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10 April 2014 11:44 am ,
Vol. 344 ,
The Pyrenean ibex, an impressive mountain goat that lived in the central Pyrenees in Spain, went extinct in 2000. But a...
Tight budgets are forcing NASA to consider turning off one or more planetary science projects that have completed their...
Ebola is not a stranger to West Africa—an outbreak in the 1990s killed chimpanzees and sickened one researcher. But the...
In an as-yet-unpublished report, an international panel of geoscientists has concluded that a pair of deadly...
Tropical disease experts tried and failed before to eradicate yaws, a rare disfiguring disease of poor countries. Now,...
Since 2002, researchers have reported that agricultural communities in the hot and humid Pacific Coast of Central...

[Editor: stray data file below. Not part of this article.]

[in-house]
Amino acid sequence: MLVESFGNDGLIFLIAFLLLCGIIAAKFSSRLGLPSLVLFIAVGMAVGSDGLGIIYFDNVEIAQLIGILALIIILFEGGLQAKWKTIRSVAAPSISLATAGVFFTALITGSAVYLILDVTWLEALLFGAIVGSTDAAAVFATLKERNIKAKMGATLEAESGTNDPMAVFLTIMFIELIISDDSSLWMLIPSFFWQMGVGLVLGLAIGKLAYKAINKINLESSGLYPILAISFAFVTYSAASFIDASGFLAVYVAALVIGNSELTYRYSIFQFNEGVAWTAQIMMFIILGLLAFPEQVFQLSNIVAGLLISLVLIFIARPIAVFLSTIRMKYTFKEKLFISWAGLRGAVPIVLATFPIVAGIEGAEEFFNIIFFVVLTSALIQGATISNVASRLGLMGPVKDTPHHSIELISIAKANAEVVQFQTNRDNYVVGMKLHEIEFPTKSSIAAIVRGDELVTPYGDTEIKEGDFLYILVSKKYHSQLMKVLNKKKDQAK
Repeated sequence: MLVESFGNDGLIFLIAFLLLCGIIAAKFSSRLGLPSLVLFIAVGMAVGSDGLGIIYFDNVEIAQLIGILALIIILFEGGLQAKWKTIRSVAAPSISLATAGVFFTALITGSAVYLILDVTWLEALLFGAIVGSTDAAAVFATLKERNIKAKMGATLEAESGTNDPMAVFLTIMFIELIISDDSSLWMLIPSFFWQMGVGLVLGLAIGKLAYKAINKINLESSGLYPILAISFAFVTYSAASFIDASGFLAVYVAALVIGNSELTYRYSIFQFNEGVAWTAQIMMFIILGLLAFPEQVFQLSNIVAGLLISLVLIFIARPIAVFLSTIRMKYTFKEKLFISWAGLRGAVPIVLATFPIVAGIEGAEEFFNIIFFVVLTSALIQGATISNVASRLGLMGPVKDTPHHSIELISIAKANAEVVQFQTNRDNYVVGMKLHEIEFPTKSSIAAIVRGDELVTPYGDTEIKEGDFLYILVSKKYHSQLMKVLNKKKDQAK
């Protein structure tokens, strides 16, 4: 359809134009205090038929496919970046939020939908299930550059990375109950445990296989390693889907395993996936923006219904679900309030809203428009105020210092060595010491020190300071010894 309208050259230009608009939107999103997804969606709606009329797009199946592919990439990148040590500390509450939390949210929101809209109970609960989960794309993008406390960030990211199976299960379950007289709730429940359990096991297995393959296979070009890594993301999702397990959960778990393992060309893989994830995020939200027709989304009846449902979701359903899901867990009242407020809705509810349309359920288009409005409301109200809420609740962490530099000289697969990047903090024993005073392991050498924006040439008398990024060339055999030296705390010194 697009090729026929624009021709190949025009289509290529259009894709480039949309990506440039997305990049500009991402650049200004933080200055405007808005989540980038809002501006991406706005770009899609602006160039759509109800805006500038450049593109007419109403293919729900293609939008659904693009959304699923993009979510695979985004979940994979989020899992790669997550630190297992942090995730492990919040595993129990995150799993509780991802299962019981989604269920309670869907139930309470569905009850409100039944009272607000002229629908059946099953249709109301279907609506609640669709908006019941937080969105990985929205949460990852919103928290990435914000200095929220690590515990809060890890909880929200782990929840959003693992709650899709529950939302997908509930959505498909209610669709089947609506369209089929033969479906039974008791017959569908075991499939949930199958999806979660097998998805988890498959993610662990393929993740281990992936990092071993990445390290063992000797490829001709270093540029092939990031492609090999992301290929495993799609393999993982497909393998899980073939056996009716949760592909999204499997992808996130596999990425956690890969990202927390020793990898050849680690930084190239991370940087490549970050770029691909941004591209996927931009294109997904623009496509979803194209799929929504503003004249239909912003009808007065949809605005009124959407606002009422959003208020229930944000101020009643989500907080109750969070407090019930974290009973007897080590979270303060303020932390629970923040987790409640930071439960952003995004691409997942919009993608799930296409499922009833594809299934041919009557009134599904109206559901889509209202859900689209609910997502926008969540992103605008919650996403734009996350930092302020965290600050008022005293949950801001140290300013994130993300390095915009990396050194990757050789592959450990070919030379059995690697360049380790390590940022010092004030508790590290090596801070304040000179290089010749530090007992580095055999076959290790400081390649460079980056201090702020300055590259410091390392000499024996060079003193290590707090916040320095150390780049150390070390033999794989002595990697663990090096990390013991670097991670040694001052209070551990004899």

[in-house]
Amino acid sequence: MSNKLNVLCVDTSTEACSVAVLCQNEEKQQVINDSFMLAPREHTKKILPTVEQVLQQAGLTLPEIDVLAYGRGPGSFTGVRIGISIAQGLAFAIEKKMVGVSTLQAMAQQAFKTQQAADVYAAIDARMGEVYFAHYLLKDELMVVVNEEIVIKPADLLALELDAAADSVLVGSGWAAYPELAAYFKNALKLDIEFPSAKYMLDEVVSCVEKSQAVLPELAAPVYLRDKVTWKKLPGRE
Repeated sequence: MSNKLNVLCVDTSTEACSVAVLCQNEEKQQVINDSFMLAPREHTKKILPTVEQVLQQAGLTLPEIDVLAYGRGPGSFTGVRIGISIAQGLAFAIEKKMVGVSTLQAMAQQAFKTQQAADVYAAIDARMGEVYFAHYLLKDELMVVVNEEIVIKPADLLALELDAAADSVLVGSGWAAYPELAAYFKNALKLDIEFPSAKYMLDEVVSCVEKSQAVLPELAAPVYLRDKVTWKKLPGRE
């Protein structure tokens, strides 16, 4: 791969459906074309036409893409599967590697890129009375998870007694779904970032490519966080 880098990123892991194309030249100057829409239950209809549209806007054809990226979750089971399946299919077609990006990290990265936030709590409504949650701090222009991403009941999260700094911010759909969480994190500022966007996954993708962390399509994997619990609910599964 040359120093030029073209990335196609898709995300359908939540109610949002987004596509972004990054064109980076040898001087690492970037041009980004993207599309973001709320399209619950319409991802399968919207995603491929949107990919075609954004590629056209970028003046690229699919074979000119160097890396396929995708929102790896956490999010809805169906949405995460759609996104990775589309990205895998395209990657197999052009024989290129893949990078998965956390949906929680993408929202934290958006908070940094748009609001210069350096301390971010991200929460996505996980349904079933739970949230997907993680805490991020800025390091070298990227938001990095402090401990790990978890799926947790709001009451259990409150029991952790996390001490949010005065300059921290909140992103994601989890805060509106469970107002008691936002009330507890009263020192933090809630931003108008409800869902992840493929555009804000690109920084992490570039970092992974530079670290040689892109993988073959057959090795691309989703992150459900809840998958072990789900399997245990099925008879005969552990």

Balkan endemic kidney disease surfaced in the 1950s and for decades defied attempts to finger the cause. It occurred...
- 10 April 2014 11:44 am , Vol. 344 , #6180
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Bigger Contribution to ITER Erodes Domestic Fusion Program
23 February 2012 3:49 pm
To remain at the cutting edge, U.S. fusion researchers must participate in the huge international experiment called ITER being built in Cadarache, France. But to pay for ITER—which aims to produce a self-sustaining fusion reaction, or "burning plasma," and prove that fusion is a viable energy source—the United States may have to sacrifice the very community of researchers who would use the machine when it is ready. That paradox hit home last week, when President Barack Obama submitted a 2013 budget request to Congress that would slash the nation's already beleaguered domestic fusion program while boosting the U.S. contribution to ITER.
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